The village of Simonstown was given its name in 1687, when Governor Simon van der Stel visited the area. However it probably remained a small, informal settlement until 1743 when it was established as the official winter anchorage for ships of the Dutch East Indian Company. That same year it was chosen as the site for a magazine, hospital and barracks, and by the time a stone pier was built in the harbour in 1768, the shore facilities included a bakery, a butchery, a carpenter's shop and a smithy, as well as a residence for the Governor. Two small forts were built in 1794, although these proved ineffective when British troops landed in the bay the following year.
A whaling station was established in the bay in 1810, and although by that stage the village boasted some 40 houses, most were the summer residences of wealthy Capetonians. In 1827 the South African Missionary Society established a mission on the site.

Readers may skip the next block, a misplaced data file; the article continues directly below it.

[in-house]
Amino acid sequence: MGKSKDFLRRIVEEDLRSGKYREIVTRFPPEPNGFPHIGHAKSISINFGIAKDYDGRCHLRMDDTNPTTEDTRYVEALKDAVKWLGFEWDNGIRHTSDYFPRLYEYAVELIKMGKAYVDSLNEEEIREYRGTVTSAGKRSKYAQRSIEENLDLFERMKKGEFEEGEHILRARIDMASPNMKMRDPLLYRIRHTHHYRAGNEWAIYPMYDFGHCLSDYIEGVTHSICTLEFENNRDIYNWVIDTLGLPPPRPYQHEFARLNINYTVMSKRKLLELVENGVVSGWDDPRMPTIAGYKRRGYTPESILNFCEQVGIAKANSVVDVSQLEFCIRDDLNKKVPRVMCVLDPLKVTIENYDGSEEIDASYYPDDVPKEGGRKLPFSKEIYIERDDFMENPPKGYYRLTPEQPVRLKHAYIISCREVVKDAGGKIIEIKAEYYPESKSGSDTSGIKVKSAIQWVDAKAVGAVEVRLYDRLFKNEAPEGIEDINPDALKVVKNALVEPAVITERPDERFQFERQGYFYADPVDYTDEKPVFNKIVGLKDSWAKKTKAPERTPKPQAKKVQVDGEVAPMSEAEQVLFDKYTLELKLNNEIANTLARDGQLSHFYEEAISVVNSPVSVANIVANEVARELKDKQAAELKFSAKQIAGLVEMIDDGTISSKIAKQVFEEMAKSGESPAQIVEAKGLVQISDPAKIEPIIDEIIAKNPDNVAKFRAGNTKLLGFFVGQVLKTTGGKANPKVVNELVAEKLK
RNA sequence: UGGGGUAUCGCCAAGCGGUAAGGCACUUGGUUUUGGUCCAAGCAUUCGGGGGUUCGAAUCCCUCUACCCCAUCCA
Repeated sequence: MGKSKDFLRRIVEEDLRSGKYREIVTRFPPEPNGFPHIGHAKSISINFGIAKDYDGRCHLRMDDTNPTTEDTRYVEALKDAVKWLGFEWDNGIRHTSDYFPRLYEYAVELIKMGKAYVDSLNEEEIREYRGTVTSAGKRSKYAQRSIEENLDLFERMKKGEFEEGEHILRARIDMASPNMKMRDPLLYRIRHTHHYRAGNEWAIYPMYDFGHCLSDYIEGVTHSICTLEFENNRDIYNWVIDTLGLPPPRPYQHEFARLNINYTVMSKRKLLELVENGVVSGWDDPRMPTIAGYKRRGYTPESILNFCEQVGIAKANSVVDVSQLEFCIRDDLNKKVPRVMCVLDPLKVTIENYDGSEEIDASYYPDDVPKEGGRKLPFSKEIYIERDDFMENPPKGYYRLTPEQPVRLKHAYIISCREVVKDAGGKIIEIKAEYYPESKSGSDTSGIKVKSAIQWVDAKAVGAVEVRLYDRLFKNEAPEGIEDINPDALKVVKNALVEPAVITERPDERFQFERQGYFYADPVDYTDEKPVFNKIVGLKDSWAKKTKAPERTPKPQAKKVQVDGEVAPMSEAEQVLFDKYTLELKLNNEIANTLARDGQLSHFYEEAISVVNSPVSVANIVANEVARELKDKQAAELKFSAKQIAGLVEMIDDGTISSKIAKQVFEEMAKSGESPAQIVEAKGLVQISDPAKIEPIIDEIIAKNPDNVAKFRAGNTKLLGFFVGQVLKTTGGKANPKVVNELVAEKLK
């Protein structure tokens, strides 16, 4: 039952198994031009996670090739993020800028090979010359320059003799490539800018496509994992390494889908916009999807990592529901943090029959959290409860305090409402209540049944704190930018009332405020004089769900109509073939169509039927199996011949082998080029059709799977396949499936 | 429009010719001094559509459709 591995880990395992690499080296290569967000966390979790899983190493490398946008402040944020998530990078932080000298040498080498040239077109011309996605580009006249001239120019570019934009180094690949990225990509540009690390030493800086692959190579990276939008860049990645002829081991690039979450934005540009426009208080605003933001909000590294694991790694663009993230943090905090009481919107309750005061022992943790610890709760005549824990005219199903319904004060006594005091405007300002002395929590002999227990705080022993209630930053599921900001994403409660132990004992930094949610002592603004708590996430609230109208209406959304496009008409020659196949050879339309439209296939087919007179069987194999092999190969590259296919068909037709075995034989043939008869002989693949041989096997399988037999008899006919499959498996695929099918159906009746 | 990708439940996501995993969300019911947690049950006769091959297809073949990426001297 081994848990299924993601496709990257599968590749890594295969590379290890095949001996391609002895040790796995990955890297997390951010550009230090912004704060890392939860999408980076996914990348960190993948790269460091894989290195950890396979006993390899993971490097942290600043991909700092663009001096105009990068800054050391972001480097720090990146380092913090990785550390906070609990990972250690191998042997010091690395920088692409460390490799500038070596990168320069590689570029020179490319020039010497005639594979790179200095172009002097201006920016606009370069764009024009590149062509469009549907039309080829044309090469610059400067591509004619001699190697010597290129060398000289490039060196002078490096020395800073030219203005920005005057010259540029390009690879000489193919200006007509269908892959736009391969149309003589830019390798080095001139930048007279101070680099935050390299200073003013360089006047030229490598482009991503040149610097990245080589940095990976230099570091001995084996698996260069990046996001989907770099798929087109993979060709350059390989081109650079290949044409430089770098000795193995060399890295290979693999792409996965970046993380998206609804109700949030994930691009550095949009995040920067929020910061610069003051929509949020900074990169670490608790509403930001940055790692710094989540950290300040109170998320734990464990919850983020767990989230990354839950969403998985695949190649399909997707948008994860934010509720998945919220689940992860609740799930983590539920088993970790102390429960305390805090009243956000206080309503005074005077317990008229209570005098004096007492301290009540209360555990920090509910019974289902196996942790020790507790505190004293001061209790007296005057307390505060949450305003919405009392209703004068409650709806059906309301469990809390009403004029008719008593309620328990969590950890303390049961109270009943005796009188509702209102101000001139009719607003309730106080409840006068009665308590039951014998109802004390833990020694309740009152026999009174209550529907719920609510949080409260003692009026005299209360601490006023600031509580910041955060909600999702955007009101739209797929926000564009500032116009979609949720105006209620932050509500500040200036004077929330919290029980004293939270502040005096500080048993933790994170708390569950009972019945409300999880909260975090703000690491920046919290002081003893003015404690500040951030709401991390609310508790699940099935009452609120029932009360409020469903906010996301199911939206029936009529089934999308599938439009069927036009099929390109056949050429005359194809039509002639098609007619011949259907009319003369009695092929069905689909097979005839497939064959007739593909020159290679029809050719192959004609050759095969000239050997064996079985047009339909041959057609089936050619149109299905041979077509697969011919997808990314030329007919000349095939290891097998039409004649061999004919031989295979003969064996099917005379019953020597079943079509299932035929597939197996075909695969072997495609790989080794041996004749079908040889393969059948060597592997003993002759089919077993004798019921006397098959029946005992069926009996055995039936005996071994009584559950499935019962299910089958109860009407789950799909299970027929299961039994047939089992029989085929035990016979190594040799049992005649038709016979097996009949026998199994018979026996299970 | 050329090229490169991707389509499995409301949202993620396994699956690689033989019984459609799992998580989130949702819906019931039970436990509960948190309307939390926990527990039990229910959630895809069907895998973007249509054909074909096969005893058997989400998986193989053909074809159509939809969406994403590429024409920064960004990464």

In 1814 Simonstown became a naval base and in 1875 it was ceded to the British Admiralty as a naval station. The local economy received an enormous boost in 1899 as the result of the South African War, and by 1902 Simonstown had about 450 dwellings. Many local residents were employed either by the military or in the town's dockyard. In about 1900 construction was begun on a new naval dock for the port, and on 1 December 1890 the railway line from Kalk Bay reached Simonstown.